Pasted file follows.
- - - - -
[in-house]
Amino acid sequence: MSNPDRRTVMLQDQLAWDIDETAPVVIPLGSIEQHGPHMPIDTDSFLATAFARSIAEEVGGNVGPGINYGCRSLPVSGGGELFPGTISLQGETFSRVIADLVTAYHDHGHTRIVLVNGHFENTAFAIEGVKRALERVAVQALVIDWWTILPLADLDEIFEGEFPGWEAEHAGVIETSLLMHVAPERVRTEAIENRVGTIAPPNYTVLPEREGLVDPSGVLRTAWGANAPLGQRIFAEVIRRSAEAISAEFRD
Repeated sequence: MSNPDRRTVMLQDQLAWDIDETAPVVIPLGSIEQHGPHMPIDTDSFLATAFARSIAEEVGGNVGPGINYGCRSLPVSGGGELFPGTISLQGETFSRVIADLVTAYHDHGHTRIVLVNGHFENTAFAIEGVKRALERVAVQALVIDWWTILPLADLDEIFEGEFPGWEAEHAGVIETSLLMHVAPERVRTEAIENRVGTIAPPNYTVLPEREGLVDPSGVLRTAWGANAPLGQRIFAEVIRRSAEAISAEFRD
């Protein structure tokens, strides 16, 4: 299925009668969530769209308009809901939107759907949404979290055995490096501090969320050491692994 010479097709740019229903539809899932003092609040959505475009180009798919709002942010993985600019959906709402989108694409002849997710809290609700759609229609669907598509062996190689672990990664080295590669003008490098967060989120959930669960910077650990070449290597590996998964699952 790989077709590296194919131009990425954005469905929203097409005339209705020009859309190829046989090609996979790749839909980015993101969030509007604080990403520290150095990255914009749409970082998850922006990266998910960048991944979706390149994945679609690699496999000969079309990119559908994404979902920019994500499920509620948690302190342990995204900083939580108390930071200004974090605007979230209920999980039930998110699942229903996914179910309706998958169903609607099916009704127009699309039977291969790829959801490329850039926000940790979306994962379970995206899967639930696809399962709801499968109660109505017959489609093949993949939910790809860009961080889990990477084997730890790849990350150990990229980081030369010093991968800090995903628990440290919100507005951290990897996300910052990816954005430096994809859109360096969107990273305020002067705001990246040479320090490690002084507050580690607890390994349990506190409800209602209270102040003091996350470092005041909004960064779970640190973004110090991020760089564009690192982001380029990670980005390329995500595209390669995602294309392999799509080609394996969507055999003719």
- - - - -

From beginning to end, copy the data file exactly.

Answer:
[in-house]
Amino acid sequence: MSNPDRRTVMLQDQLAWDIDETAPVVIPLGSIEQHGPHMPIDTDSFLATAFARSIAEEVGGNVGPGINYGCRSLPVSGGGELFPGTISLQGETFSRVIADLVTAYHDHGHTRIVLVNGHFENTAFAIEGVKRALERVAVQALVIDWWTILPLADLDEIFEGEFPGWEAEHAGVIETSLLMHVAPERVRTEAIENRVGTIAPPNYTVLPEREGLVDPSGVLRTAWGANAPLGQRIFAEVIRRSAEAISAEFRD
Repeated sequence: MSNPDRRTVMLQDQLAWDIDETAPVVIPLGSIEQHGPHMPIDTDSFLATAFARSIAEEVGGNVGPGINYGCRSLPVSGGGELFPGTISLQGETFSRVIADLVTAYHDHGHTRIVLVNGHFENTAFAIEGVKRALERVAVQALVIDWWTILPLADLDEIFEGEFPGWEAEHAGVIETSLLMHVAPERVRTEAIENRVGTIAPPNYTVLPEREGLVDPSGVLRTAWGANAPLGQRIFAEVIRRSAEAISAEFRD
């Protein structure tokens, strides 16, 4: 299925009668969530769209308009809901939107759907949404979290055995490096501090969320050491692994 010479097709740019229903539809899932003092609040959505475009180009798919709002942010993985600019959906709402989108694409002849997710809290609700759609229609669907598509062996190689672990990664080295590669003008490098967060989120959930669960910077650990070449290597590996998964699952 790989077709590296194919131009990425954005469905929203097409005339209705020009859309190829046989090609996979790749839909980015993101969030509007604080990403520290150095990255914009749409970082998850922006990266998910960048991944979706390149994945679609690699496999000969079309990119559908994404979902920019994500499920509620948690302190342990995204900083939580108390930071200004974090605007979230209920999980039930998110699942229903996914179910309706998958169903609607099916009704127009699309039977291969790829959801490329850039926000940790979306994962379970995206899967639930696809399962709801499968109660109505017959489609093949993949939910790809860009961080889990990477084997730890790849990350150990990229980081030369010093991968800090995903628990440290919100507005951290990897996300910052990816954005430096994809859109360096969107990273305020002067705001990246040479320090490690002084507050580690607890390994349990506190409800209602209270102040003091996350470092005041909004960064779970640190973004110090991020760089564009690192982001380029990670980005390329995500595209390669995602294309392999799509080609394996969507055999003719």